links for 2010-02-26

  • Looking beyond the web, marketers are considering location-based services as a way to extend their reach and engage consumers in the “real world.”
    Some, including Bravo, HBO and Warner Brothers, are partnering with consumer-facing location-based services (LBS) like Foursquare to do so. Others are seeing a benefit in creating their own communities and geo-apps, though this can be a development-heavy and costly process. Through a new DIY platform, Socialight hopes to make this a much simpler proposition.
  • Anthony Stancl, who used the social networking site Facebook to deceive and coerce fellow New Berlin Eisenhower High School students into sexual acts with him in 2008, was sentenced Wednesday to 15 years in prison and another 13 years of extended supervision.
    Waukesha County Circuit Judge J. Mac Davis imposed the sentence because he said Stancl had proven he was manipulative, excessively self-centered and could still be dangerous.
    “I am afraid of what he can and might do,” Davis said.
    In a case that attracted national media attention, Stancl, 19, of New Berlin, posed as a female on Facebook and persuaded at least 31 boys to send him naked pictures of themselves. He then used the pictures – and the threat of releasing them to the rest of the high school – to blackmail at least seven boys, ages 15 to 17, into performing sex acts.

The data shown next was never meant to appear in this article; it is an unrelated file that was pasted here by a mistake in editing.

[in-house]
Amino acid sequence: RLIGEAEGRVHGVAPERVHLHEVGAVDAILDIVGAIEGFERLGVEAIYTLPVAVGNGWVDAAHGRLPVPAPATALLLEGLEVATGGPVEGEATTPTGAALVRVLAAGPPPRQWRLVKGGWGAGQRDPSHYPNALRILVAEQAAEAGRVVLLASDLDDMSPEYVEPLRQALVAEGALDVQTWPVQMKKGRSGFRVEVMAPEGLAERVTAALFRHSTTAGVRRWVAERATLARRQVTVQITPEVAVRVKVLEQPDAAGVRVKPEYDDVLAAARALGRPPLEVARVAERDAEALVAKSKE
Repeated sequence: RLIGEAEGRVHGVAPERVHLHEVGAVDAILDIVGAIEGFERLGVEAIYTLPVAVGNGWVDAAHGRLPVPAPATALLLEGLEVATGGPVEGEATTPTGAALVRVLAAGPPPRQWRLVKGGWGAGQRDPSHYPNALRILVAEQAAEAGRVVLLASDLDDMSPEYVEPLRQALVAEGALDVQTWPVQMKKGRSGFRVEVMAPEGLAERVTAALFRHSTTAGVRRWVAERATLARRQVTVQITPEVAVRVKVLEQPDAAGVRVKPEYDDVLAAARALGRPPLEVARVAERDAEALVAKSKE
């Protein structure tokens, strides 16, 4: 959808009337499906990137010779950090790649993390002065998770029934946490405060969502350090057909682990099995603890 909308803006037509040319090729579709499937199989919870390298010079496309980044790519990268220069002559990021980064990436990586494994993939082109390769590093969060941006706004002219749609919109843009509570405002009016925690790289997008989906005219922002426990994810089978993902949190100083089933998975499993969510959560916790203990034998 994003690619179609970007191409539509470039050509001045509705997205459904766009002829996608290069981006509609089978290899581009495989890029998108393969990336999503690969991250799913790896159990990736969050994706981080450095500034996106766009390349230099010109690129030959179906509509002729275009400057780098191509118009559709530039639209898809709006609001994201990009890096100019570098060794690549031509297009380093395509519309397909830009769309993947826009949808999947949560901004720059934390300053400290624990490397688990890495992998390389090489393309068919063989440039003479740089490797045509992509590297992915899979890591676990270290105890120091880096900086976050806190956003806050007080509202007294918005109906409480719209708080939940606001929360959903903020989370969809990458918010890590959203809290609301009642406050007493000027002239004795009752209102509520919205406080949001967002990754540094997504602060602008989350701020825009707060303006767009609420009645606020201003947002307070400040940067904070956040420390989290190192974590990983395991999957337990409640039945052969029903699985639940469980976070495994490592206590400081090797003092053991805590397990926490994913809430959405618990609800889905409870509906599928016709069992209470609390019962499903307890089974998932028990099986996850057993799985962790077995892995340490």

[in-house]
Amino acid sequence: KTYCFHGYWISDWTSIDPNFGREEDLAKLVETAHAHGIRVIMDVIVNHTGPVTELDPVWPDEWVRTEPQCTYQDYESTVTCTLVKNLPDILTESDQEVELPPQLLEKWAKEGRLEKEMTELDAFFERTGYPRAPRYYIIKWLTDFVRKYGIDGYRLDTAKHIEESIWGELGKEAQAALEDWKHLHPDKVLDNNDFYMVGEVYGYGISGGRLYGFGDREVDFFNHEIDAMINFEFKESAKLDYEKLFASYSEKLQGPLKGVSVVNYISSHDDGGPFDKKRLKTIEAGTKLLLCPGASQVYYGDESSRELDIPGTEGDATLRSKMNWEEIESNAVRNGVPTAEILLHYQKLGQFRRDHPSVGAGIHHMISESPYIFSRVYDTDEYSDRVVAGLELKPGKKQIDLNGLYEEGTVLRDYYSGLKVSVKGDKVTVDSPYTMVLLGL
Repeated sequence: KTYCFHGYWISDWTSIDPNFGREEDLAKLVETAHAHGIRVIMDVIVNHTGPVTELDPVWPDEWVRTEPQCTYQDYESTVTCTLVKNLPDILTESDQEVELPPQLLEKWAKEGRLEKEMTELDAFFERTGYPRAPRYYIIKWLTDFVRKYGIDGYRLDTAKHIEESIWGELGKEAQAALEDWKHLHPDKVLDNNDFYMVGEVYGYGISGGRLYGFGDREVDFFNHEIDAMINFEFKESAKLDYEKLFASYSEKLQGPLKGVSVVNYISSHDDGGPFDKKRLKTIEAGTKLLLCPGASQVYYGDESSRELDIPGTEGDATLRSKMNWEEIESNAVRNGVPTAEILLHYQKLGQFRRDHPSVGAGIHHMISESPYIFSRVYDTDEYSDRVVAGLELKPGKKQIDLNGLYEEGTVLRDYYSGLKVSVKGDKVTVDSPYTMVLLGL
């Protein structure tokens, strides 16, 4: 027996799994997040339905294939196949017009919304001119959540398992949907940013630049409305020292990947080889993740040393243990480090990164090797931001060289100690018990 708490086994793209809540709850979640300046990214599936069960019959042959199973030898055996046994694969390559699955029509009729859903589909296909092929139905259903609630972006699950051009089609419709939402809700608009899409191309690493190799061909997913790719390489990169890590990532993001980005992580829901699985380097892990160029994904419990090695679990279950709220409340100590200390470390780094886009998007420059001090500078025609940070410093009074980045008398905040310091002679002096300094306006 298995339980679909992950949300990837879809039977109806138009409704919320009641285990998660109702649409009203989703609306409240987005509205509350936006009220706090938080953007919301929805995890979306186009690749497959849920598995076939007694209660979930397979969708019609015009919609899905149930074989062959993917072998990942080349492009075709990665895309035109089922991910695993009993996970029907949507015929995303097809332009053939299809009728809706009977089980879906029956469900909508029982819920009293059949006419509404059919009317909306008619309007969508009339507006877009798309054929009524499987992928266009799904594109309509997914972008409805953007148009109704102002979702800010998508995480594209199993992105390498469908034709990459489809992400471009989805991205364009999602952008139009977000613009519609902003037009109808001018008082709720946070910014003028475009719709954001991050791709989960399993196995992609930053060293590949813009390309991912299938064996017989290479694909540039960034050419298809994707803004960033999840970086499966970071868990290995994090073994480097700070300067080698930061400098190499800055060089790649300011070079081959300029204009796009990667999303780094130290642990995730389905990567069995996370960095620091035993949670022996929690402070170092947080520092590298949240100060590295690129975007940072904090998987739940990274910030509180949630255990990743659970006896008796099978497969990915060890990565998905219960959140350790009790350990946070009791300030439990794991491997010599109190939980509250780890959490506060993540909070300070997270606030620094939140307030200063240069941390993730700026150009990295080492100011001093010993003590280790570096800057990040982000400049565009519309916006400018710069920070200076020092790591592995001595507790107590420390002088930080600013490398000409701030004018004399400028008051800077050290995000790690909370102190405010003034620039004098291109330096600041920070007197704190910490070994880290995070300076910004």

• This search engine optimization tip has to do with removing a page or a specific URL from the Google search engine.
    I’m not going to go into a great deal of explanation about why you would want to remove a page from Google. There are many reasons for doing that (which might include the fact that it’s a duplicate page or maybe even a page that has sensitive data on it that you don’t want given out to the whole entire world). But, what I am going to do is give you several options for removing a web page from Google. After I name each option, I’ll give you some more details about it.
  • MBA programs have taken a lot of criticism over the last year or two. According to naysayers, they are guilty of many crimes: teaching the wrong financial models, riding roughshod over risk management, sidestepping business ethics, overheating the managerial job market, hiding from the real world, and cloistering students in academe.As a result, so the script goes, we have a generation of business leaders tainted by greed and short-term thinking.Hence, the recent global economic crisis. Oh, and remember Jeff Skilling of Enron? He had an MBA, while Bill Gates and Steve Jobs didn’t even finish college.
    Now, we enjoy a good debate. And we’re ready to take criticism on the chin. But we also prefer analysis to anecdote.

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